Portrait of Travelling Companions III

Trip Start Dec 03, 2004
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Trip End Nov 31, 2005


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Flag of Australia  ,
Sunday, April 17, 2005

When, sweaty from my biking, tired and with an aching butt, I first approached the office of the Busselton Backpackers and rang the bell, I had no idea what to expect. Except a place to sit my weary self down.

The gate popped open and a girl, about my age, stuck her head out. "Hey! Come on in! There's nobody here but me and it's so boring!" She bustled me in and gave a whirlwind tour---"bathroom there, watch the ants, kitchen here, other stuff over there," popped me into a bedroom ("I gave you the small one because you might be here for a while picking grapes and stuff") and then we ended up outside, sitting on the picnic tables, chatting shyly. Only shyly on my part, actually, because Alexa has, to put it mildly, the gift of the gab.

It's a good gift, one where she can be rapidly informing you about the lives of people you've never met, but in such a way as to make it interesting and to make you interested in meeting these people. We went out for dinner that night and from then a solid bond was formed; we'd come together in a moment of loneliness, we were (at that point) equally bad at ping pong, and those two things were enough that it could be us against the world.

Together with Alexa I assayed my first tentative jumps off the jetty, my first tentative bicyclings along the fine bike paths of Busselton, my first foray into the drinking of Australia's multitude of pre-mixed bottled alcoholic drinks, my first wild game of doubles ping-pong. We lived in the same caravan for a while, we worked at the same job three times---all of which I got because of her, bless her soul; she basically hired me for the cleaning job, which got me out of a big financial hole, and we got both the grape-packing jobs because of her lemon of a car; we met many a time in the middle of the night after she'd moved out for an emergency powwow.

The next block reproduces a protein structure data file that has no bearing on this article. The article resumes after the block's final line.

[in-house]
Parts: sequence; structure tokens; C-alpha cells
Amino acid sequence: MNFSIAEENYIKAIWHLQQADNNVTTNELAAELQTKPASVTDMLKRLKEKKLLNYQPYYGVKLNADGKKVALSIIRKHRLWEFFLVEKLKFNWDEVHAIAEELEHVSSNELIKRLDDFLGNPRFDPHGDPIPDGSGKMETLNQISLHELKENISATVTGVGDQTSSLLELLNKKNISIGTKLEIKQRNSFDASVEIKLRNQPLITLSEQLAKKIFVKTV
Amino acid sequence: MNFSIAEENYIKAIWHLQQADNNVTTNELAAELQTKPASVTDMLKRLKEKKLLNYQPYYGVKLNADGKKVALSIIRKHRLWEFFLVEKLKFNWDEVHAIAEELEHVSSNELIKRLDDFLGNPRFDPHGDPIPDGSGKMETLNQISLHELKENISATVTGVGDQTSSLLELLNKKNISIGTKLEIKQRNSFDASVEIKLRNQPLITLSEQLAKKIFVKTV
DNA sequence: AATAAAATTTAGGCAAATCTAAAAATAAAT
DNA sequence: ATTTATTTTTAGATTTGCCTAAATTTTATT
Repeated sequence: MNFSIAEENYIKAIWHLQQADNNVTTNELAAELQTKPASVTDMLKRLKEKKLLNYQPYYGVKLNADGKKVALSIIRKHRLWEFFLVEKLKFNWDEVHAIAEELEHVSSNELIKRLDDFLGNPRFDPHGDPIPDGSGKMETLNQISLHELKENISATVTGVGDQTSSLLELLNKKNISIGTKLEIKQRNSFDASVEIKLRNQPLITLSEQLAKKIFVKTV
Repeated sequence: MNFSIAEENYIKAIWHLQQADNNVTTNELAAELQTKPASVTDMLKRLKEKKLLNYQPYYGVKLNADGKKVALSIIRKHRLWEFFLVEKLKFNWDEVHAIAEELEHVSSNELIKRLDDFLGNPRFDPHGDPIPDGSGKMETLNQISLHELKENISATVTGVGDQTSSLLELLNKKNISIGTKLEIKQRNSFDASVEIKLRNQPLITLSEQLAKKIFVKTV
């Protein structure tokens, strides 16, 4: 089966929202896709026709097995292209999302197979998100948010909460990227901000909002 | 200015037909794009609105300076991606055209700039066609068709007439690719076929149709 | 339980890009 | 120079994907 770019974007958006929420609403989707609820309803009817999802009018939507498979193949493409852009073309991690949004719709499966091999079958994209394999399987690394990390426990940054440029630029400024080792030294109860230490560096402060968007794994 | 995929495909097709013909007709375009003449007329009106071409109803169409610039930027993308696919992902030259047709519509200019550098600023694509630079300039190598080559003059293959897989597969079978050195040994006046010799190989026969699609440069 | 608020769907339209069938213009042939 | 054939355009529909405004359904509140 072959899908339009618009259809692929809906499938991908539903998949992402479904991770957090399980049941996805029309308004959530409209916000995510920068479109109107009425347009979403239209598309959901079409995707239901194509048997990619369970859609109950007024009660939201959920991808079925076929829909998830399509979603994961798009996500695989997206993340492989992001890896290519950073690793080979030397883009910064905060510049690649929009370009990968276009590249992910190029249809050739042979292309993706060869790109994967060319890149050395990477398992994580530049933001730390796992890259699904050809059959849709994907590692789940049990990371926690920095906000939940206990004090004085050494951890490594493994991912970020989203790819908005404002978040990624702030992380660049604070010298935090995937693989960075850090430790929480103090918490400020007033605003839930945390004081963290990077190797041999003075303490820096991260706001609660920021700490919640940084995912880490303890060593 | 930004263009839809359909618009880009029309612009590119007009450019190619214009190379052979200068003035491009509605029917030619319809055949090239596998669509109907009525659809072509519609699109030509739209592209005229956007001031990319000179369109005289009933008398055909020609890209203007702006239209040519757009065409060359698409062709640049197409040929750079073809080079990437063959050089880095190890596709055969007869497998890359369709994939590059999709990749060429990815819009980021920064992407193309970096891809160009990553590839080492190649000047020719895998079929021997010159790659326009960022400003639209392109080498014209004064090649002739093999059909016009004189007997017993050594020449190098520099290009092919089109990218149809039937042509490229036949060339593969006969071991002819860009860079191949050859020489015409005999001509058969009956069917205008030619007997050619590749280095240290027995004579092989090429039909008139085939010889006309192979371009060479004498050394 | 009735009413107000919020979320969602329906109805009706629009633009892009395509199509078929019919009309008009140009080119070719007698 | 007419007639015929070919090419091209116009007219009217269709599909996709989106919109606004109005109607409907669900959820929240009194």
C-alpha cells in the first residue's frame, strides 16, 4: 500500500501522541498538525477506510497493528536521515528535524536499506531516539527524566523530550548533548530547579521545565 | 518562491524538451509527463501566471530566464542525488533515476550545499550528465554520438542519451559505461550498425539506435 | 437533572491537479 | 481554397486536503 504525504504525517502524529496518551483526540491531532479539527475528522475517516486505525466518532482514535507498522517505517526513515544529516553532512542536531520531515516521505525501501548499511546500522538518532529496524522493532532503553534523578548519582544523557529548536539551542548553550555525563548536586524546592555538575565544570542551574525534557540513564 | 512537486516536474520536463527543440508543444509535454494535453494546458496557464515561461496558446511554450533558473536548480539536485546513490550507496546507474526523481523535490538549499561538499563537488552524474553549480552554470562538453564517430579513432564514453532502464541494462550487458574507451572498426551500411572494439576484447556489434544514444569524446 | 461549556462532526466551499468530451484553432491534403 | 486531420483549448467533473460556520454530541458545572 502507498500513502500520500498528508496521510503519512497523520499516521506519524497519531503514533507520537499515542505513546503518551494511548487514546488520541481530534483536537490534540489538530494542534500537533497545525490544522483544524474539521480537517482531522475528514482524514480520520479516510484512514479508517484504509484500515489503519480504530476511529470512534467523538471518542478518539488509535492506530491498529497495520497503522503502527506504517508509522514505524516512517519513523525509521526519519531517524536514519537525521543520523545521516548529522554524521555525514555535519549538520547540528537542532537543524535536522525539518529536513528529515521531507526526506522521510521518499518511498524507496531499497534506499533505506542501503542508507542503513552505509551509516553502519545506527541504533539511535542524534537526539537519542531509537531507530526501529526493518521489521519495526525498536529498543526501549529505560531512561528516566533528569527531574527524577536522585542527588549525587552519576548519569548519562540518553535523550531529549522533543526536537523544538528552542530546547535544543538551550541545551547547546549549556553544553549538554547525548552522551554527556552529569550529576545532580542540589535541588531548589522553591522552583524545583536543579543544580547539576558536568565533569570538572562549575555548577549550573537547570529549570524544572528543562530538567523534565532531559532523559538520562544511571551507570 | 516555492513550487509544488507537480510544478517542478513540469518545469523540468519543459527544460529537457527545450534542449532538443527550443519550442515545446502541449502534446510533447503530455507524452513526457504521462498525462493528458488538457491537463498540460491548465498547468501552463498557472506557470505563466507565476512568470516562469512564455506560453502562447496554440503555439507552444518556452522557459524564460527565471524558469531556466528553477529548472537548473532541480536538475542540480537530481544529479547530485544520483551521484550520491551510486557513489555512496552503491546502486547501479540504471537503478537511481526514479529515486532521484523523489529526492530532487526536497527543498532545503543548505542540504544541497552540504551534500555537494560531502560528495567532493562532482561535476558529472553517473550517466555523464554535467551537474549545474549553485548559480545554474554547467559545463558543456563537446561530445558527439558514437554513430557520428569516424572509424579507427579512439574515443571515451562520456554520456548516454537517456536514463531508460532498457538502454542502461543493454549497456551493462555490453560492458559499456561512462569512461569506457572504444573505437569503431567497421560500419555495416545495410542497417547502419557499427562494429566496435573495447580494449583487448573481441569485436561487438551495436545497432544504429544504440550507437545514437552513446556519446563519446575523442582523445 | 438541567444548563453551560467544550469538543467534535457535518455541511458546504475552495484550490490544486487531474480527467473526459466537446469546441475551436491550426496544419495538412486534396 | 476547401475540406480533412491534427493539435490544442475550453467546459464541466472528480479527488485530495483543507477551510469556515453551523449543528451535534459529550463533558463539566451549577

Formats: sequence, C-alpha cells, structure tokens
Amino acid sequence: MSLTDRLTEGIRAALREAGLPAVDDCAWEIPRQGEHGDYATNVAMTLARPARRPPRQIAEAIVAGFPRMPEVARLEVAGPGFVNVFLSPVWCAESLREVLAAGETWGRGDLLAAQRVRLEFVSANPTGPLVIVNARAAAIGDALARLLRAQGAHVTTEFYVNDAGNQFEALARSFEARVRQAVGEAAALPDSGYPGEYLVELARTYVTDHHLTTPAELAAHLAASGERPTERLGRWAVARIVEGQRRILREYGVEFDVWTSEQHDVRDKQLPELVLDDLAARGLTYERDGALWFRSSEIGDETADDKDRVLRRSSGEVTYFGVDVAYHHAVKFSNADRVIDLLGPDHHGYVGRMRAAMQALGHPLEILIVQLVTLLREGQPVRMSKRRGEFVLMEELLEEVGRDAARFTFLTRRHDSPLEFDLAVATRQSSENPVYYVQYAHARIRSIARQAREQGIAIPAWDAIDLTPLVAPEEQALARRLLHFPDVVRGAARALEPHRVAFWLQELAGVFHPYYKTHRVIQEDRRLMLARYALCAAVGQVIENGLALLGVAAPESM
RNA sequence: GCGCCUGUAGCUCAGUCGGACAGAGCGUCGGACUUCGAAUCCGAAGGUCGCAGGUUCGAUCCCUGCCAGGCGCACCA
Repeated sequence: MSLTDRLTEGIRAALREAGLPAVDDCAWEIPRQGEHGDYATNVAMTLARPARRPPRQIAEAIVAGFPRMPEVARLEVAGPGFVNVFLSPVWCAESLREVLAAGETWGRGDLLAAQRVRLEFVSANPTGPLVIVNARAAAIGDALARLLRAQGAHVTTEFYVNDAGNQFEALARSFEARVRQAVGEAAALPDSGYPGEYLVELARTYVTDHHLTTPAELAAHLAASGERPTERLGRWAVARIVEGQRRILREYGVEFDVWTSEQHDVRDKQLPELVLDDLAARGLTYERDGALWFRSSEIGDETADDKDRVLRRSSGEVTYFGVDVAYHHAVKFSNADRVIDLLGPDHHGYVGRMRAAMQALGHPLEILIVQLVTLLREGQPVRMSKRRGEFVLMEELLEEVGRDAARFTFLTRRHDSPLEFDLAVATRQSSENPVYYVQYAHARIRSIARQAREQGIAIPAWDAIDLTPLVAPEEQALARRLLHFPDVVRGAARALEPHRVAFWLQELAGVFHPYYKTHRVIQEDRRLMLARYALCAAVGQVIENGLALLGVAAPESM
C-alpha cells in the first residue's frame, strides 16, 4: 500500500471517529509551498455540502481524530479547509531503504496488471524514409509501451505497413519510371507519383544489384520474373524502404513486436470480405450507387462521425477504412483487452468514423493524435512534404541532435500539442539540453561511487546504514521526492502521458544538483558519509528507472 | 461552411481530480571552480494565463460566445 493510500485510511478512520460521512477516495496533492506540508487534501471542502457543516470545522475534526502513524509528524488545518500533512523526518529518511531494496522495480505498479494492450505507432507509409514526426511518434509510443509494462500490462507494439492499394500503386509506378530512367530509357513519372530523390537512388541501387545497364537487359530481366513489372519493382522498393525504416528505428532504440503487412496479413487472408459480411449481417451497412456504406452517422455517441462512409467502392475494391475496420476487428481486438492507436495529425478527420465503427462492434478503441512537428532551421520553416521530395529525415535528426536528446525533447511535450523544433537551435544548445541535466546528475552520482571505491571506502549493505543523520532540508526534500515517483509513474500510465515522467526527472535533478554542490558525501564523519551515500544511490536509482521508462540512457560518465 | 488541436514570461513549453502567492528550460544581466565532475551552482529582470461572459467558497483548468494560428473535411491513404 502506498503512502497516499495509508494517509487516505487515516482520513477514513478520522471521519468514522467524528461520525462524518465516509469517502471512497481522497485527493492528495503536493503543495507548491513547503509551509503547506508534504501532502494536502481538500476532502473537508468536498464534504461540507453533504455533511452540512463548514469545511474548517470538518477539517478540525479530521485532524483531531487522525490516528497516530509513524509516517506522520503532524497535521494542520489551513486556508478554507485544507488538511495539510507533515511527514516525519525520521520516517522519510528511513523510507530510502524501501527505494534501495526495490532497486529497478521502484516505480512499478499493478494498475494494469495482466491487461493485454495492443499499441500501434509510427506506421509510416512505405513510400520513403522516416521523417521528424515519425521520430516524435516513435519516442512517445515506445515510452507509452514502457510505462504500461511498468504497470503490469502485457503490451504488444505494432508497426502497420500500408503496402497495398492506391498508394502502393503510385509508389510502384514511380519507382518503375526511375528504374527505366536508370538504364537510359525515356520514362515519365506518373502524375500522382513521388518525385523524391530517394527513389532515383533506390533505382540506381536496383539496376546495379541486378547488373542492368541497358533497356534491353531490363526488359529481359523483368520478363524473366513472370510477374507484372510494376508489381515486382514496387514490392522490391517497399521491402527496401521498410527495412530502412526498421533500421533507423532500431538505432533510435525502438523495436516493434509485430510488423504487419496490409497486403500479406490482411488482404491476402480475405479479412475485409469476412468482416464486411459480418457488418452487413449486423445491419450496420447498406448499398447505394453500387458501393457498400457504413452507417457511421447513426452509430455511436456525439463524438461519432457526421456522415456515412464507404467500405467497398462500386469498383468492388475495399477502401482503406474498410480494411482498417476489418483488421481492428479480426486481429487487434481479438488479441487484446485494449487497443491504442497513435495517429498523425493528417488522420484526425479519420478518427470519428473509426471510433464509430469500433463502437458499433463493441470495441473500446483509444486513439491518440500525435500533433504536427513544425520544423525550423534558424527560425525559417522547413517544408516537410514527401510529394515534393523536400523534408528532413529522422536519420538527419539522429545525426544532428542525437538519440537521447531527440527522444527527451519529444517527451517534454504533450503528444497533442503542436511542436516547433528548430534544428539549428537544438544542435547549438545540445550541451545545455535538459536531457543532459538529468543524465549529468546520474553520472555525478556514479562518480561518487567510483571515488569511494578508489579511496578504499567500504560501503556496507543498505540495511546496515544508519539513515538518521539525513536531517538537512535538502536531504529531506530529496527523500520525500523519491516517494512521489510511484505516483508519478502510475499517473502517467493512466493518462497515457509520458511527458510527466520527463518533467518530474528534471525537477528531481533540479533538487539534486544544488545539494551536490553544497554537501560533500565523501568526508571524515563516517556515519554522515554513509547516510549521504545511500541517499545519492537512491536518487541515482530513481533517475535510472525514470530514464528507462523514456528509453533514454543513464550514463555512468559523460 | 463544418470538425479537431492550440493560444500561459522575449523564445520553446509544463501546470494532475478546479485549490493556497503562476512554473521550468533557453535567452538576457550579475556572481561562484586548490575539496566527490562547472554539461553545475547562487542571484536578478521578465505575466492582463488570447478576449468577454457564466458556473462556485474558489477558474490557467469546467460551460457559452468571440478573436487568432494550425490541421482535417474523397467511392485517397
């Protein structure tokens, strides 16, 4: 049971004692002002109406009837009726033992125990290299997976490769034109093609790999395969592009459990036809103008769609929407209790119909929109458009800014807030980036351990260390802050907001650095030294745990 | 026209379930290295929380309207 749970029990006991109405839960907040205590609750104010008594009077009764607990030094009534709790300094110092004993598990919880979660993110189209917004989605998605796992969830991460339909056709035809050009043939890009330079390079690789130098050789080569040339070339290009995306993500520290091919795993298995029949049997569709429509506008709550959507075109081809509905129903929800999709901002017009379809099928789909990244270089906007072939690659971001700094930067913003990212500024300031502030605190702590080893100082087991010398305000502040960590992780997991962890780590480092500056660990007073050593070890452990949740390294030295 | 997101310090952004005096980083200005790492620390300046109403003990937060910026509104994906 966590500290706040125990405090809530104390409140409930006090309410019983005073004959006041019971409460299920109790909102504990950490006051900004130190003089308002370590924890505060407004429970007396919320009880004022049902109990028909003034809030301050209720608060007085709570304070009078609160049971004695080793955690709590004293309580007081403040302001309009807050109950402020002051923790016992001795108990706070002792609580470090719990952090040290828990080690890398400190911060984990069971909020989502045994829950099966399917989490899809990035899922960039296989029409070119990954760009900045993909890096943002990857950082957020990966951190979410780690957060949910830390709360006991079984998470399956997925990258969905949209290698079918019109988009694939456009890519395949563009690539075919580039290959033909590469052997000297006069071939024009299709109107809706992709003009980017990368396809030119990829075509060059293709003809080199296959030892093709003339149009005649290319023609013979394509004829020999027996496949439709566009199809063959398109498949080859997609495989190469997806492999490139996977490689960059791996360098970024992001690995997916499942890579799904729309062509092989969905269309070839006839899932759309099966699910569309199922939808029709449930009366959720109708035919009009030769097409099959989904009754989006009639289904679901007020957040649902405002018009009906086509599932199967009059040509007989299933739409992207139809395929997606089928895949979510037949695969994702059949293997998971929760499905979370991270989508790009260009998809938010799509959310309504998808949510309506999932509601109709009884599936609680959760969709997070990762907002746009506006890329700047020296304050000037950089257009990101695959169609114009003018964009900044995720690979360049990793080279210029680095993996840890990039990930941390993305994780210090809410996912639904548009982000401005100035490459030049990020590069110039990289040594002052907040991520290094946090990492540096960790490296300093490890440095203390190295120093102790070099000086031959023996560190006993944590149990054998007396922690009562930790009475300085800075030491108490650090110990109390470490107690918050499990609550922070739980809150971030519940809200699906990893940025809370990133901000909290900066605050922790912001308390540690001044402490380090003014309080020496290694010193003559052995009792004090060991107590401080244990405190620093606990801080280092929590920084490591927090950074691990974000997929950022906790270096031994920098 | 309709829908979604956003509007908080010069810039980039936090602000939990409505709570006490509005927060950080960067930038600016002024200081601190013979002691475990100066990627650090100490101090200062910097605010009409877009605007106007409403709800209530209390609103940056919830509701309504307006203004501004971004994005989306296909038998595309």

The girl is a bundle of fun. She can make a board game as much over the top as a drunken birthday bash. She likes to drive quickly and bet high in poker and gun for all the properties in Monopoly. Everything she does, she does with the same off-kilter "rightness," like going to pick grapes in high-heeled shoes but being asked to come back to work the next day when the rest of the crew isn't. It's because she's never unwilling to open her mouth and speak up, whether it's to berate a slack floor-cleaner or chat with a long-time grape picker.

Sometimes I think Alexa's worst traits are her loyalty and her niceness. Sam would always say, anytime something bad happened to her (fairly often---running out of money, car breakdowns, getting her $10 bike stolen from outside the video shop, boyfriends turning out to be cheating arseholes), "It's because she's too nice, you know. She's gotta work on that." And while normally I'd argue that you can't be too nice, Alexa is nice without expecting anything in return, and sometimes that leads to getting nothing in return.